AP Explains: Hot, dry Diablo Wind scorched wine country

Notorious breezes links between many of California’s worst wildfires are known by various names — Diablo, Santa Ana and Sundowner — but all share the common trait of being able to whip a trigger into a deadly inferno that seems to come out of nowhere.

Here’s a look at where and when these winds pass 😛 TAGEND

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DIABLO WIND

This wind fanned the deadly firestorms that turned swaths of Northern California wine country into an ashen moonscape on Monday.

The name is informally applied to a hot, dry wind in the San Francisco Bay region that blows from the interior toward the coast.

Known as an offshore wind — the direction the air is moving toward — it’s the reverse of the normal onshore flow of cool, moist air from the Pacific Ocean.

The wind is spawned as high pressure builds over the West and air flows toward areas of lower pressure along the coast.

The air is so dry that relative humidity levels plunge, drying out vegetation, constructing them ready to burn.

In forecasting the offshore gale event on Sunday, the National Weather Service noted that analysis by land management agencies showed that gasolines were at or near an all-time record for dryness. A bumper harvest of grasses produced by record wintertime rains combined with heavier vegetation stressed by years of extreme drought and disease, the climate service said.

During the event, breeze peaked at 79 mph( 127 kph) in northern Sonoma, and a Santa Rosa weather station recorded a temperature spike of 91 degrees at 4:30 a.m ., the weather service said.

The most infamous Diablo wind occurred in 1991 when remnants of a tiny blaze were whipped into an inferno in the hills of Oakland and Berkeley. The flame killed 25 people, injured 150 and destroyed more than 3,000 homes and apartments.

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SANTA ANA WIND

This name is given to offshore winds that sweep through Southern California, commonly during autumn, and fan fires like the one that erupted at midmorning Monday in Orange County suburbs southeast of Los Angeles.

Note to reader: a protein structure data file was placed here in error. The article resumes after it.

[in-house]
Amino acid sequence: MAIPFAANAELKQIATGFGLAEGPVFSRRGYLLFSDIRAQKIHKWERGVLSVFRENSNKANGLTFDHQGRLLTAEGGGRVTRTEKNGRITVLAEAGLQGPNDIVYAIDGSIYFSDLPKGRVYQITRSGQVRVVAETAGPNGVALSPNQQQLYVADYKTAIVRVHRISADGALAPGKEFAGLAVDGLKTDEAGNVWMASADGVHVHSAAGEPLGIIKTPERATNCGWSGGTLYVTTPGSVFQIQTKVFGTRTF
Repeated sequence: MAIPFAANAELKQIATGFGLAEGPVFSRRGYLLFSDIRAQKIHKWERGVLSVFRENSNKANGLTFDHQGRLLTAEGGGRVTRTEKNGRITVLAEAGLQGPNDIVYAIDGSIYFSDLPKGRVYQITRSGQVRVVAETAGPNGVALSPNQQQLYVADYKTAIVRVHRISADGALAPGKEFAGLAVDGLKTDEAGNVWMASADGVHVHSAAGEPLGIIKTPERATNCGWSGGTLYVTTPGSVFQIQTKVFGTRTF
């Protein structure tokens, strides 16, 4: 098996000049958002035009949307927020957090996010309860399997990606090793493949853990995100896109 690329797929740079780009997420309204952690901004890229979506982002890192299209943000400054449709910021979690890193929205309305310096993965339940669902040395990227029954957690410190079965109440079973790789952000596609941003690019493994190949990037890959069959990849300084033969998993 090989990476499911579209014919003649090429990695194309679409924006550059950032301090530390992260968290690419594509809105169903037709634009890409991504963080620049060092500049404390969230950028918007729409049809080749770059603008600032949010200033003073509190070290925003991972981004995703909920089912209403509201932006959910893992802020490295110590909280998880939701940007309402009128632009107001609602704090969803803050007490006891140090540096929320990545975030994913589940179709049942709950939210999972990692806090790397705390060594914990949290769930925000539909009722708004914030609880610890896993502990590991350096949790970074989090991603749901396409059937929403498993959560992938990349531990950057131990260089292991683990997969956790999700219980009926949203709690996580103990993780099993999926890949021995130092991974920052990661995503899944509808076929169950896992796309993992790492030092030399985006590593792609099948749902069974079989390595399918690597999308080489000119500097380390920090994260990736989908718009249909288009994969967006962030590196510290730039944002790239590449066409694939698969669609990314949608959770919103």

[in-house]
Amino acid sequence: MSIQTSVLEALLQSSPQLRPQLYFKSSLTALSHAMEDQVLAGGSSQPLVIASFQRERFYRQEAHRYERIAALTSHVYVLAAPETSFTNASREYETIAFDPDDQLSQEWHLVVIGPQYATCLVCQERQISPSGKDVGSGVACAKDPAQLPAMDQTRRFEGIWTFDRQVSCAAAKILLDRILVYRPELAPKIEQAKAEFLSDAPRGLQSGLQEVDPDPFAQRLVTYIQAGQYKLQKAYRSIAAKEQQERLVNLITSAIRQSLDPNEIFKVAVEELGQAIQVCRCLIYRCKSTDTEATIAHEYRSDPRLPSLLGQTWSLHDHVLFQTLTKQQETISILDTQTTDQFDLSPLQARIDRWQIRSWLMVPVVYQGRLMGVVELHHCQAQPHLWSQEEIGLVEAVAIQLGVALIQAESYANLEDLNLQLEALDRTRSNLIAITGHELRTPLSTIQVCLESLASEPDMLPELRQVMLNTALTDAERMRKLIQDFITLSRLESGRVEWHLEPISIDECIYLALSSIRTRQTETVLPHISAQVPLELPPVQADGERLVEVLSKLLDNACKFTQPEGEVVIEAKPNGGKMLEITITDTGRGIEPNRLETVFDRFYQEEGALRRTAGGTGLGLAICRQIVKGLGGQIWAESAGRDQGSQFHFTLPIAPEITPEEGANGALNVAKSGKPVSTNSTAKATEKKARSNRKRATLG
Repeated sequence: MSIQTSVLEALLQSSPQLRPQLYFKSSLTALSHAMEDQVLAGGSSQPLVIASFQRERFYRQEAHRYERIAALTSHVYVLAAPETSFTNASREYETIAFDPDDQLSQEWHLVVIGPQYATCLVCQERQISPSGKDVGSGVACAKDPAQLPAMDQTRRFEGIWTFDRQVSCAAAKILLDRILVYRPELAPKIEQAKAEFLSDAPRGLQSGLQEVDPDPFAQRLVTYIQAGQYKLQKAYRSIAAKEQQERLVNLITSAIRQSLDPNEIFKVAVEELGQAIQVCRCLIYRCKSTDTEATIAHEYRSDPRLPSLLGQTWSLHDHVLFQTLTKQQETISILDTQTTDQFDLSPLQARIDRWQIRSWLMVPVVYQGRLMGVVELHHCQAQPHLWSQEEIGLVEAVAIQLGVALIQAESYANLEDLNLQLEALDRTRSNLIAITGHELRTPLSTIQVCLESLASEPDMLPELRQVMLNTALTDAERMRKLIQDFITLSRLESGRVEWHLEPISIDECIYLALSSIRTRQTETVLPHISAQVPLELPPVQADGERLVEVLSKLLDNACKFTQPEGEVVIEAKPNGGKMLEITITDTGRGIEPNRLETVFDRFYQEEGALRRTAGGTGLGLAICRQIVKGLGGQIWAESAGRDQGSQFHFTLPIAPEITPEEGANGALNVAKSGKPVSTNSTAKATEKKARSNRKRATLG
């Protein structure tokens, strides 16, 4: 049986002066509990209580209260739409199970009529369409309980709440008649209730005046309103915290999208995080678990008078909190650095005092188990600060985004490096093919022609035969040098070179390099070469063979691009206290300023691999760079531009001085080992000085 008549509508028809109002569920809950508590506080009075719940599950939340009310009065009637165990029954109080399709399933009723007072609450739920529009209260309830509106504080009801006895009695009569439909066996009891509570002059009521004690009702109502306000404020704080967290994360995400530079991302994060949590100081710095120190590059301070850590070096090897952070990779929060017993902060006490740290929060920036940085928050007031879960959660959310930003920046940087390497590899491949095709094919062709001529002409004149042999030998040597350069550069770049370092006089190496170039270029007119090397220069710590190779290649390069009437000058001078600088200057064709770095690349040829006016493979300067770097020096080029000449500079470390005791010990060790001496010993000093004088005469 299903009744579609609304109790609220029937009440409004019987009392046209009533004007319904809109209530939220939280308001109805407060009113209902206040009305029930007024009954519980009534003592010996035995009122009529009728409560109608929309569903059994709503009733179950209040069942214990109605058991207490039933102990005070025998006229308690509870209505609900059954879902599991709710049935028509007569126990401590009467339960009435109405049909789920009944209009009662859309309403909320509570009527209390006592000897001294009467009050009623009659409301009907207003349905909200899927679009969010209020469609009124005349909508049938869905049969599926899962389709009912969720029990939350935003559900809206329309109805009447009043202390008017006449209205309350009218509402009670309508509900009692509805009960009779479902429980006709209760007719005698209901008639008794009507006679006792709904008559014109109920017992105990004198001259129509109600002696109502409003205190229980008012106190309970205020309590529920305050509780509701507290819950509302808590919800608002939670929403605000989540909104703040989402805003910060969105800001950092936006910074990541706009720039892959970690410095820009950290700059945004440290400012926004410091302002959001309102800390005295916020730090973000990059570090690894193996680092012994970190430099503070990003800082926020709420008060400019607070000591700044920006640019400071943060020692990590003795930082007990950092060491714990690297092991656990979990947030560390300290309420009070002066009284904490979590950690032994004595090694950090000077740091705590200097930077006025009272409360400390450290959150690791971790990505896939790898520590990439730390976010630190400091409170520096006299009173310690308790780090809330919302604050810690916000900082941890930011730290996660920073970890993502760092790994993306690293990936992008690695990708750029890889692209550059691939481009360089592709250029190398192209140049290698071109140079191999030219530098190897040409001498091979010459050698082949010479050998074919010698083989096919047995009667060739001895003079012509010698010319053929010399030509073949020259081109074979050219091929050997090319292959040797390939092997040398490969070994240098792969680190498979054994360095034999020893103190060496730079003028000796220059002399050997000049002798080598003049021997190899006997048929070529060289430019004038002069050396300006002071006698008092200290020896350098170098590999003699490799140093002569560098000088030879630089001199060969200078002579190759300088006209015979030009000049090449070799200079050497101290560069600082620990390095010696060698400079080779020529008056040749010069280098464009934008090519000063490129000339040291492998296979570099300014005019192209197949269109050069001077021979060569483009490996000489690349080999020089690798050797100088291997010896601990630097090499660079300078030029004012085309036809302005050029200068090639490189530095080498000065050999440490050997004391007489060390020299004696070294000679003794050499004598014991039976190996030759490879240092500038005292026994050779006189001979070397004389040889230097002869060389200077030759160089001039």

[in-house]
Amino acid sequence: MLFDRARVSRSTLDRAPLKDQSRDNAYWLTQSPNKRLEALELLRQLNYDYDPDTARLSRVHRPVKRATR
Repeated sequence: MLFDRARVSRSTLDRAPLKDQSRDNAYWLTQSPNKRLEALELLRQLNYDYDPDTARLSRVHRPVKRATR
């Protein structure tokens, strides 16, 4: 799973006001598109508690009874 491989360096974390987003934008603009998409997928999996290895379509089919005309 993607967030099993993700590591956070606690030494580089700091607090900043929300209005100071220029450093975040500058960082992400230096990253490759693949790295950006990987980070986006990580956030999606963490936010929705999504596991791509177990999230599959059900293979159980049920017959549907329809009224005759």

A classic Santa Ana is formed when high pressure over the Great Basin causes air to flow out of the interior in a clockwise rotation and enter Southern California from the northeast.

Squeezing through the mountain ranges that separate the desert from coast, the air speeds up like a river through the narrow passes, loses moisture and heats up as it descends through pass and canyons.

The plunge in relative humidity saps moisture from vegetation. High wind velocities combined with any flame can create a blowtorch.

The origin of the wind’s name has never been settled. But most debates mention Santa Ana Canyon in Orange County.

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SUNDOWNER

The southern coast of Santa Barbara County is prone to dry breezes that blow down the slopes of the Santa Ynez Mountains and out to ocean, often in the late afternoon or early evening, sending temperatures and flame threat soaring.

Among the worst Sundowners was the notorious 1990 Painted Cave fire that speedily burned more than 400 homes and killed one person.

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TAKEAWAY

“For the last 25 years or so the Oakland mounds flame has been the seminal flame event that was seared into Bay Area residents’ psyche. For the current generation of North Bay residents, today’s firestorm will leave an indelible scar and for years to come we will all recall the Columbus Day firestorm.” — Meteorologist Ryan Wilbrun of the National Weather Service office for San Francisco/ Monterey.

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